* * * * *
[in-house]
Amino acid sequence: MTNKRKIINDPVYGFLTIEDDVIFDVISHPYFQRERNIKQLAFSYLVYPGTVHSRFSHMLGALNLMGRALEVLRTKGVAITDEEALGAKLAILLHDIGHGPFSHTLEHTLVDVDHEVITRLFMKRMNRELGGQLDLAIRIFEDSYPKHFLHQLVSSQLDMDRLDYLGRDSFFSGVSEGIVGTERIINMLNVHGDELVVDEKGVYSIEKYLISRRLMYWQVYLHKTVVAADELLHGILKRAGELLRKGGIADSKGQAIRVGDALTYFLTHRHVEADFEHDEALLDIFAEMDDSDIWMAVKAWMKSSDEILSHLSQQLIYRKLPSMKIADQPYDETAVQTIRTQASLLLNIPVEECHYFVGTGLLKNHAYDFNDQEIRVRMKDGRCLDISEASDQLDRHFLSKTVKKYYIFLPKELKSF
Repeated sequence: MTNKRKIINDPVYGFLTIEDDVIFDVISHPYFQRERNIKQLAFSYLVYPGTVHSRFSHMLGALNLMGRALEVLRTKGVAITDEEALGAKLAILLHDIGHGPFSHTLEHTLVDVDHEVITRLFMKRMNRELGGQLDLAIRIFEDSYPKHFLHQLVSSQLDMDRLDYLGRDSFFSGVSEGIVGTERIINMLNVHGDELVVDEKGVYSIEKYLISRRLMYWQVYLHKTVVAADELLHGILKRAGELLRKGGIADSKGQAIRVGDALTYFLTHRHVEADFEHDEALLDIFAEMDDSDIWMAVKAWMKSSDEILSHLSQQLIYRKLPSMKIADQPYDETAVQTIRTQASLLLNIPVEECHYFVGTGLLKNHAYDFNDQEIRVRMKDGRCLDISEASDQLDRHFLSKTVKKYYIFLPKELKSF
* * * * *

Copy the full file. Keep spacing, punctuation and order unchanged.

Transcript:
[in-house]
Amino acid sequence: MTNKRKIINDPVYGFLTIEDDVIFDVISHPYFQRERNIKQLAFSYLVYPGTVHSRFSHMLGALNLMGRALEVLRTKGVAITDEEALGAKLAILLHDIGHGPFSHTLEHTLVDVDHEVITRLFMKRMNRELGGQLDLAIRIFEDSYPKHFLHQLVSSQLDMDRLDYLGRDSFFSGVSEGIVGTERIINMLNVHGDELVVDEKGVYSIEKYLISRRLMYWQVYLHKTVVAADELLHGILKRAGELLRKGGIADSKGQAIRVGDALTYFLTHRHVEADFEHDEALLDIFAEMDDSDIWMAVKAWMKSSDEILSHLSQQLIYRKLPSMKIADQPYDETAVQTIRTQASLLLNIPVEECHYFVGTGLLKNHAYDFNDQEIRVRMKDGRCLDISEASDQLDRHFLSKTVKKYYIFLPKELKSF
Repeated sequence: MTNKRKIINDPVYGFLTIEDDVIFDVISHPYFQRERNIKQLAFSYLVYPGTVHSRFSHMLGALNLMGRALEVLRTKGVAITDEEALGAKLAILLHDIGHGPFSHTLEHTLVDVDHEVITRLFMKRMNRELGGQLDLAIRIFEDSYPKHFLHQLVSSQLDMDRLDYLGRDSFFSGVSEGIVGTERIINMLNVHGDELVVDEKGVYSIEKYLISRRLMYWQVYLHKTVVAADELLHGILKRAGELLRKGGIADSKGQAIRVGDALTYFLTHRHVEADFEHDEALLDIFAEMDDSDIWMAVKAWMKSSDEILSHLSQQLIYRKLPSMKIADQPYDETAVQTIRTQASLLLNIPVEECHYFVGTGLLKNHAYDFNDQEIRVRMKDGRCLDISEASDQLDRHFLSKTVKKYYIFLPKELKSF